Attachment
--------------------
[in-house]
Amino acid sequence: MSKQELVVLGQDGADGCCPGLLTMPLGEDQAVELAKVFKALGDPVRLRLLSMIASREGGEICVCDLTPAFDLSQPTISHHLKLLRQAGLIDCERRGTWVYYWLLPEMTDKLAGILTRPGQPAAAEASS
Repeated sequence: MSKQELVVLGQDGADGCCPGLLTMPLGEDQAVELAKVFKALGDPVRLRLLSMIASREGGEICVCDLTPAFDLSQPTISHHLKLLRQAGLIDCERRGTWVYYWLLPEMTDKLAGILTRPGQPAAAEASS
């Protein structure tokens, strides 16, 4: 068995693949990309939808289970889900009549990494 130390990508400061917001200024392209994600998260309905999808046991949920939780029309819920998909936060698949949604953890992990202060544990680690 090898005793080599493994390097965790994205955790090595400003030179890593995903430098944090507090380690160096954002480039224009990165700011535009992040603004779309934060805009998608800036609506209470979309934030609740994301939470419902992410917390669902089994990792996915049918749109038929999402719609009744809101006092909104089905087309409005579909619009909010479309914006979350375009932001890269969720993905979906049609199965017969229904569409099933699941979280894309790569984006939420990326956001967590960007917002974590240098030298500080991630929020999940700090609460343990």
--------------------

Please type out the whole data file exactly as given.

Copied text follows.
[in-house]
Amino acid sequence: MSKQELVVLGQDGADGCCPGLLTMPLGEDQAVELAKVFKALGDPVRLRLLSMIASREGGEICVCDLTPAFDLSQPTISHHLKLLRQAGLIDCERRGTWVYYWLLPEMTDKLAGILTRPGQPAAAEASS
Repeated sequence: MSKQELVVLGQDGADGCCPGLLTMPLGEDQAVELAKVFKALGDPVRLRLLSMIASREGGEICVCDLTPAFDLSQPTISHHLKLLRQAGLIDCERRGTWVYYWLLPEMTDKLAGILTRPGQPAAAEASS
């Protein structure tokens, strides 16, 4: 068995693949990309939808289970889900009549990494 130390990508400061917001200024392209994600998260309905999808046991949920939780029309819920998909936060698949949604953890992990202060544990680690 090898005793080599493994390097965790994205955790090595400003030179890593995903430098944090507090380690160096954002480039224009990165700011535009992040603004779309934060805009998608800036609506209470979309934030609740994301939470419902992410917390669902089994990792996915049918749109038929999402719609009744809101006092909104089905087309409005579909619009909010479309914006979350375009932001890269969720993905979906049609199965017969229904569409099933699941979280894309790569984006939420990326956001967590960007917002974590240098030298500080991630929020999940700090609460343990």